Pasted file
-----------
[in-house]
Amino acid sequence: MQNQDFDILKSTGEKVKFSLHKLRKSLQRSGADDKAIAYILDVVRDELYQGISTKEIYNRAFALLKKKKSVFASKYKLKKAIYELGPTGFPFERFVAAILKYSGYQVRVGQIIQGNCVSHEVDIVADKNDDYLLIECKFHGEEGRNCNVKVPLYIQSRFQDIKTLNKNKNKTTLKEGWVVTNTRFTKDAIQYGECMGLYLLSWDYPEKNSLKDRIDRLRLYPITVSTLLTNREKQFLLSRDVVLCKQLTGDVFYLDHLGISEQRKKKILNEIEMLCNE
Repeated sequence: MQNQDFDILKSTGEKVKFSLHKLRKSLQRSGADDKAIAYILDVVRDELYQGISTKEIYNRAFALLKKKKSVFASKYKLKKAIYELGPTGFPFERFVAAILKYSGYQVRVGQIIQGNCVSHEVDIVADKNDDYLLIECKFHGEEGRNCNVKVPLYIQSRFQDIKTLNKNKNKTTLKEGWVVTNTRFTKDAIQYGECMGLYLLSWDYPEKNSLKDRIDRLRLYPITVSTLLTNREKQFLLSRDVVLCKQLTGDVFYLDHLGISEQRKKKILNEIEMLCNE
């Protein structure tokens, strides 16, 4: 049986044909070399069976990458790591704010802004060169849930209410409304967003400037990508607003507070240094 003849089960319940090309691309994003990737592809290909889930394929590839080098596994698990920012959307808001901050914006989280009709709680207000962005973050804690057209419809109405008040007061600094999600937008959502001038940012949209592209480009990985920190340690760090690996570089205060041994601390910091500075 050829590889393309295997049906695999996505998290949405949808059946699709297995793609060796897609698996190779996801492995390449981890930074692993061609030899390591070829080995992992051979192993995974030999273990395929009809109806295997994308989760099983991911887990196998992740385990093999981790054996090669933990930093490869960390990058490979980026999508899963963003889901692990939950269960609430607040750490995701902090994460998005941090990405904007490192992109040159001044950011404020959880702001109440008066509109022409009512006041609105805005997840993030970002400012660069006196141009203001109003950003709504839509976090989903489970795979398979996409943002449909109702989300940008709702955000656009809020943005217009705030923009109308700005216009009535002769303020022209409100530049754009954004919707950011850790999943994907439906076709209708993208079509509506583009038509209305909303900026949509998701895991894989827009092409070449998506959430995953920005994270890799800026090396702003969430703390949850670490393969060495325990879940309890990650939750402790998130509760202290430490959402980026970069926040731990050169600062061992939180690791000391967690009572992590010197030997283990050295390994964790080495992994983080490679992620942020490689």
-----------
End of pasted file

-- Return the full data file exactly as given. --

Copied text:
[in-house]
Amino acid sequence: MQNQDFDILKSTGEKVKFSLHKLRKSLQRSGADDKAIAYILDVVRDELYQGISTKEIYNRAFALLKKKKSVFASKYKLKKAIYELGPTGFPFERFVAAILKYSGYQVRVGQIIQGNCVSHEVDIVADKNDDYLLIECKFHGEEGRNCNVKVPLYIQSRFQDIKTLNKNKNKTTLKEGWVVTNTRFTKDAIQYGECMGLYLLSWDYPEKNSLKDRIDRLRLYPITVSTLLTNREKQFLLSRDVVLCKQLTGDVFYLDHLGISEQRKKKILNEIEMLCNE
Repeated sequence: MQNQDFDILKSTGEKVKFSLHKLRKSLQRSGADDKAIAYILDVVRDELYQGISTKEIYNRAFALLKKKKSVFASKYKLKKAIYELGPTGFPFERFVAAILKYSGYQVRVGQIIQGNCVSHEVDIVADKNDDYLLIECKFHGEEGRNCNVKVPLYIQSRFQDIKTLNKNKNKTTLKEGWVVTNTRFTKDAIQYGECMGLYLLSWDYPEKNSLKDRIDRLRLYPITVSTLLTNREKQFLLSRDVVLCKQLTGDVFYLDHLGISEQRKKKILNEIEMLCNE
């Protein structure tokens, strides 16, 4: 049986044909070399069976990458790591704010802004060169849930209410409304967003400037990508607003507070240094 003849089960319940090309691309994003990737592809290909889930394929590839080098596994698990920012959307808001901050914006989280009709709680207000962005973050804690057209419809109405008040007061600094999600937008959502001038940012949209592209480009990985920190340690760090690996570089205060041994601390910091500075 050829590889393309295997049906695999996505998290949405949808059946699709297995793609060796897609698996190779996801492995390449981890930074692993061609030899390591070829080995992992051979192993995974030999273990395929009809109806295997994308989760099983991911887990196998992740385990093999981790054996090669933990930093490869960390990058490979980026999508899963963003889901692990939950269960609430607040750490995701902090994460998005941090990405904007490192992109040159001044950011404020959880702001109440008066509109022409009512006041609105805005997840993030970002400012660069006196141009203001109003950003709504839509976090989903489970795979398979996409943002449909109702989300940008709702955000656009809020943005217009705030923009109308700005216009009535002769303020022209409100530049754009954004919707950011850790999943994907439906076709209708993208079509509506583009038509209305909303900026949509998701895991894989827009092409070449998506959430995953920005994270890799800026090396702003969430703390949850670490393969060495325990879940309890990650939750402790998130509760202290430490959402980026970069926040731990050169600062061992939180690791000391967690009572992590010197030997283990050295390994964790080495992994983080490679992620942020490689």